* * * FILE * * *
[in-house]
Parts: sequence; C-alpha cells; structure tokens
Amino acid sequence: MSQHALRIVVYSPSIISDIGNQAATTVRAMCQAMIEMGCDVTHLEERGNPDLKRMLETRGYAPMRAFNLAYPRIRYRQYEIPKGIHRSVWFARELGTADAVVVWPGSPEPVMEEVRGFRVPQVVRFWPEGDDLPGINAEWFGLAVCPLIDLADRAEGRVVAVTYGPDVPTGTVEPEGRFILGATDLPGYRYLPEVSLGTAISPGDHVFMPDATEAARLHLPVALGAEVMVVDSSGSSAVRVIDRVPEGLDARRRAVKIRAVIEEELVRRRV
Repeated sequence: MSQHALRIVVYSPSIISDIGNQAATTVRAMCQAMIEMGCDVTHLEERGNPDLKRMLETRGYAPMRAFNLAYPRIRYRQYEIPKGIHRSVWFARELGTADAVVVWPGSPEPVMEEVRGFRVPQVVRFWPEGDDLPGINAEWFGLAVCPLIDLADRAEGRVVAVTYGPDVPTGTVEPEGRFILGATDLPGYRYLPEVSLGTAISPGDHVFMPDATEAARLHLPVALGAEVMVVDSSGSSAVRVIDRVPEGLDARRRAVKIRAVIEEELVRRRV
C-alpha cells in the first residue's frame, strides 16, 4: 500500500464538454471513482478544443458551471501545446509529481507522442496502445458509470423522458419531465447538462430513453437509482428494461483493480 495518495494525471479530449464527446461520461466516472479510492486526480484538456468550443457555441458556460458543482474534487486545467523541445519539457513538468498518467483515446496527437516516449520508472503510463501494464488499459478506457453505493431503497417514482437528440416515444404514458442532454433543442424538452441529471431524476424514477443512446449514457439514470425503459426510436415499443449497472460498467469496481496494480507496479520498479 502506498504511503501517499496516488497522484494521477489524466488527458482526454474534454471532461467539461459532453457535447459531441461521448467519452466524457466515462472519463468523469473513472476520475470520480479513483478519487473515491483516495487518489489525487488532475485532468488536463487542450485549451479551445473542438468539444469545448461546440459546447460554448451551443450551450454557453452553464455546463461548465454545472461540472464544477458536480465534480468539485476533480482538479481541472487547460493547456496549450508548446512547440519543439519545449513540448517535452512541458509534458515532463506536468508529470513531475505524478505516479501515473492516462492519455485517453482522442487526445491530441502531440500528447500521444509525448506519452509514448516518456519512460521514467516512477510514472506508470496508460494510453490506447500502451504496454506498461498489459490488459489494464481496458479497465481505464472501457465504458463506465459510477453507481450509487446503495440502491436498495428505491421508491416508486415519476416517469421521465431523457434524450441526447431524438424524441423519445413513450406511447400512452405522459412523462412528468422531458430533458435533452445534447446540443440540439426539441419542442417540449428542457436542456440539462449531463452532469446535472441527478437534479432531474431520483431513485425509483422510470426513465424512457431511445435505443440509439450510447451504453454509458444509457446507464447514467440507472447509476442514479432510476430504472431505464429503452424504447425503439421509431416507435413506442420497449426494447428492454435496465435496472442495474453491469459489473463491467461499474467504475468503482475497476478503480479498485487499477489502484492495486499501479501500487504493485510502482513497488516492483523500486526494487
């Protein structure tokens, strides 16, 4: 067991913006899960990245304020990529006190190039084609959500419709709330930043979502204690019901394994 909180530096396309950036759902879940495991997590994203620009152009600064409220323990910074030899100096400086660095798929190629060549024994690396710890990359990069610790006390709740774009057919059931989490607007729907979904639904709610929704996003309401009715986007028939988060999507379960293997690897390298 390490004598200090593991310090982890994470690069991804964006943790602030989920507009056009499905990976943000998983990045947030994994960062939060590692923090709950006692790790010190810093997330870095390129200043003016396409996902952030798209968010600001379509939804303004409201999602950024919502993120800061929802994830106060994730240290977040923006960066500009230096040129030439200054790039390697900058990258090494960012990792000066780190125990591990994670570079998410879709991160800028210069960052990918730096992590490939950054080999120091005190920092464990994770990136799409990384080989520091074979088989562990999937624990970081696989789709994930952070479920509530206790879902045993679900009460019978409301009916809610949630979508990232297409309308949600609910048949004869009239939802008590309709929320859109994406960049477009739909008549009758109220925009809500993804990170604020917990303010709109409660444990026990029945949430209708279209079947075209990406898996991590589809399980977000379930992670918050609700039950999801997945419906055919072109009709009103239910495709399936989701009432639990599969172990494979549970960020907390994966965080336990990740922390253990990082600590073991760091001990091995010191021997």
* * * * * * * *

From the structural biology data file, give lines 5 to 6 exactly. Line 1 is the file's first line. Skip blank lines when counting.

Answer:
C-alpha cells in the first residue's frame, strides 16, 4: 500500500464538454471513482478544443458551471501545446509529481507522442496502445458509470423522458419531465447538462430513453437509482428494461483493480 495518495494525471479530449464527446461520461466516472479510492486526480484538456468550443457555441458556460458543482474534487486545467523541445519539457513538468498518467483515446496527437516516449520508472503510463501494464488499459478506457453505493431503497417514482437528440416515444404514458442532454433543442424538452441529471431524476424514477443512446449514457439514470425503459426510436415499443449497472460498467469496481496494480507496479520498479 502506498504511503501517499496516488497522484494521477489524466488527458482526454474534454471532461467539461459532453457535447459531441461521448467519452466524457466515462472519463468523469473513472476520475470520480479513483478519487473515491483516495487518489489525487488532475485532468488536463487542450485549451479551445473542438468539444469545448461546440459546447460554448451551443450551450454557453452553464455546463461548465454545472461540472464544477458536480465534480468539485476533480482538479481541472487547460493547456496549450508548446512547440519543439519545449513540448517535452512541458509534458515532463506536468508529470513531475505524478505516479501515473492516462492519455485517453482522442487526445491530441502531440500528447500521444509525448506519452509514448516518456519512460521514467516512477510514472506508470496508460494510453490506447500502451504496454506498461498489459490488459489494464481496458479497465481505464472501457465504458463506465459510477453507481450509487446503495440502491436498495428505491421508491416508486415519476416517469421521465431523457434524450441526447431524438424524441423519445413513450406511447400512452405522459412523462412528468422531458430533458435533452445534447446540443440540439426539441419542442417540449428542457436542456440539462449531463452532469446535472441527478437534479432531474431520483431513485425509483422510470426513465424512457431511445435505443440509439450510447451504453454509458444509457446507464447514467440507472447509476442514479432510476430504472431505464429503452424504447425503439421509431416507435413506442420497449426494447428492454435496465435496472442495474453491469459489473463491467461499474467504475468503482475497476478503480479498485487499477489502484492495486499501479501500487504493485510502482513497488516492483523500486526494487
């Protein structure tokens, strides 16, 4: 067991913006899960990245304020990529006190190039084609959500419709709330930043979502204690019901394994 909180530096396309950036759902879940495991997590994203620009152009600064409220323990910074030899100096400086660095798929190629060549024994690396710890990359990069610790006390709740774009057919059931989490607007729907979904639904709610929704996003309401009715986007028939988060999507379960293997690897390298 390490004598200090593991310090982890994470690069991804964006943790602030989920507009056009499905990976943000998983990045947030994994960062939060590692923090709950006692790790010190810093997330870095390129200043003016396409996902952030798209968010600001379509939804303004409201999602950024919502993120800061929802994830106060994730240290977040923006960066500009230096040129030439200054790039390697900058990258090494960012990792000066780190125990591990994670570079998410879709991160800028210069960052990918730096992590490939950054080999120091005190920092464990994770990136799409990384080989520091074979088989562990999937624990970081696989789709994930952070479920509530206790879902045993679900009460019978409301009916809610949630979508990232297409309308949600609910048949004869009239939802008590309709929320859109994406960049477009739909008549009758109220925009809500993804990170604020917990303010709109409660444990026990029945949430209708279209079947075209990406898996991590589809399980977000379930992670918050609700039950999801997945419906055919072109009709009103239910495709399936989701009432639990599969172990494979549970960020907390994966965080336990990740922390253990990082600590073991760091001990091995010191021997």